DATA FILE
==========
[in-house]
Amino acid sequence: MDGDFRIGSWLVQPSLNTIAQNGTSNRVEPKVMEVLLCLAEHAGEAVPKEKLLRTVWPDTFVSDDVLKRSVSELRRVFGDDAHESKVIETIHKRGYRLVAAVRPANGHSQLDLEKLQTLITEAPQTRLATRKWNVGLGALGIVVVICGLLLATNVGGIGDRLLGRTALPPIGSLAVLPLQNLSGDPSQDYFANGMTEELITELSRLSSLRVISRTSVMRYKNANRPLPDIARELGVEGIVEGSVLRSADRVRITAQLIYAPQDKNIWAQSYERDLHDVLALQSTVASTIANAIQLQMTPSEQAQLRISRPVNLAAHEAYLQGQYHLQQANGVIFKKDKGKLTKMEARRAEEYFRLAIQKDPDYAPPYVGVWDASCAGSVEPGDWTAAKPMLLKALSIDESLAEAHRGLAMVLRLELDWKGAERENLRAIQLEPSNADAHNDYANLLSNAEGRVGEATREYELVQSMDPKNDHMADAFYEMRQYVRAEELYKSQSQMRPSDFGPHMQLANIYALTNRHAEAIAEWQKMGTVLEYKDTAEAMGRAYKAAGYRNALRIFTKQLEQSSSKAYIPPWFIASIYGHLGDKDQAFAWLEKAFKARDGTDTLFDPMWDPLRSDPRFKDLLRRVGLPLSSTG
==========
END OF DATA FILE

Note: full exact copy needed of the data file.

[in-house]
Amino acid sequence: MDGDFRIGSWLVQPSLNTIAQNGTSNRVEPKVMEVLLCLAEHAGEAVPKEKLLRTVWPDTFVSDDVLKRSVSELRRVFGDDAHESKVIETIHKRGYRLVAAVRPANGHSQLDLEKLQTLITEAPQTRLATRKWNVGLGALGIVVVICGLLLATNVGGIGDRLLGRTALPPIGSLAVLPLQNLSGDPSQDYFANGMTEELITELSRLSSLRVISRTSVMRYKNANRPLPDIARELGVEGIVEGSVLRSADRVRITAQLIYAPQDKNIWAQSYERDLHDVLALQSTVASTIANAIQLQMTPSEQAQLRISRPVNLAAHEAYLQGQYHLQQANGVIFKKDKGKLTKMEARRAEEYFRLAIQKDPDYAPPYVGVWDASCAGSVEPGDWTAAKPMLLKALSIDESLAEAHRGLAMVLRLELDWKGAERENLRAIQLEPSNADAHNDYANLLSNAEGRVGEATREYELVQSMDPKNDHMADAFYEMRQYVRAEELYKSQSQMRPSDFGPHMQLANIYALTNRHAEAIAEWQKMGTVLEYKDTAEAMGRAYKAAGYRNALRIFTKQLEQSSSKAYIPPWFIASIYGHLGDKDQAFAWLEKAFKARDGTDTLFDPMWDPLRSDPRFKDLLRRVGLPLSSTG